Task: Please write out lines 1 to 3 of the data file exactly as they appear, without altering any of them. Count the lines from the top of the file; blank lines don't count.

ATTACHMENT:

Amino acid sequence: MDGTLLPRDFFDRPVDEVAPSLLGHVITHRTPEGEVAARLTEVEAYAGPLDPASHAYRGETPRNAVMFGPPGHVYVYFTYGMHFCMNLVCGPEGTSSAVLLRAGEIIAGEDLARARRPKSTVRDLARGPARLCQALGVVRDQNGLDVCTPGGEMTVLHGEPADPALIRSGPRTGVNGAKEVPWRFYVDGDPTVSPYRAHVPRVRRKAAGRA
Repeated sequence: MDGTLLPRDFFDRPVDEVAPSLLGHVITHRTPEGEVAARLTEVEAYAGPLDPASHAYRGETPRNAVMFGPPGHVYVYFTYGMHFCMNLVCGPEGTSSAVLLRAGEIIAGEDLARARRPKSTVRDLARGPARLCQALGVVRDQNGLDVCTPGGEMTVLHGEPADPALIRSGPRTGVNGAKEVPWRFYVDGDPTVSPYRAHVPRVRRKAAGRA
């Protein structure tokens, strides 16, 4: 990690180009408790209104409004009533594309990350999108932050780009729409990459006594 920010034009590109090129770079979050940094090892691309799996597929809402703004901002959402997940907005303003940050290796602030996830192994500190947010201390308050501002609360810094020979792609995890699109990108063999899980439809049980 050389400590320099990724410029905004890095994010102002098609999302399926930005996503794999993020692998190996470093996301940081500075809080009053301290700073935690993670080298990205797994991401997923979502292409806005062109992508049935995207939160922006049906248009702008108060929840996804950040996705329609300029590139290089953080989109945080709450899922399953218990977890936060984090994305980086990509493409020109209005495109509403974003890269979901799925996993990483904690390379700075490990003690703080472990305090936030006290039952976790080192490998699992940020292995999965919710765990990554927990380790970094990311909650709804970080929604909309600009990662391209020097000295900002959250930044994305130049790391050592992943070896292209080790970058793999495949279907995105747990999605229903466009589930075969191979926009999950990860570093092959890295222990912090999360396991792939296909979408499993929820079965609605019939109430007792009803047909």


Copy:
Amino acid sequence: MDGTLLPRDFFDRPVDEVAPSLLGHVITHRTPEGEVAARLTEVEAYAGPLDPASHAYRGETPRNAVMFGPPGHVYVYFTYGMHFCMNLVCGPEGTSSAVLLRAGEIIAGEDLARARRPKSTVRDLARGPARLCQALGVVRDQNGLDVCTPGGEMTVLHGEPADPALIRSGPRTGVNGAKEVPWRFYVDGDPTVSPYRAHVPRVRRKAAGRA
Repeated sequence: MDGTLLPRDFFDRPVDEVAPSLLGHVITHRTPEGEVAARLTEVEAYAGPLDPASHAYRGETPRNAVMFGPPGHVYVYFTYGMHFCMNLVCGPEGTSSAVLLRAGEIIAGEDLARARRPKSTVRDLARGPARLCQALGVVRDQNGLDVCTPGGEMTVLHGEPADPALIRSGPRTGVNGAKEVPWRFYVDGDPTVSPYRAHVPRVRRKAAGRA
């Protein structure tokens, strides 16, 4: 990690180009408790209104409004009533594309990350999108932050780009729409990459006594 920010034009590109090129770079979050940094090892691309799996597929809402703004901002959402997940907005303003940050290796602030996830192994500190947010201390308050501002609360810094020979792609995890699109990108063999899980439809049980 050389400590320099990724410029905004890095994010102002098609999302399926930005996503794999993020692998190996470093996301940081500075809080009053301290700073935690993670080298990205797994991401997923979502292409806005062109992508049935995207939160922006049906248009702008108060929840996804950040996705329609300029590139290089953080989109945080709450899922399953218990977890936060984090994305980086990509493409020109209005495109509403974003890269979901799925996993990483904690390379700075490990003690703080472990305090936030006290039952976790080192490998699992940020292995999965919710765990990554927990380790970094990311909650709804970080929604909309600009990662391209020097000295900002959250930044994305130049790391050592992943070896292209080790970058793999495949279907995105747990999605229903466009589930075969191979926009999950990860570093092959890295222990912090999360396991792939296909979408499993929820079965609605019939109430007792009803047909």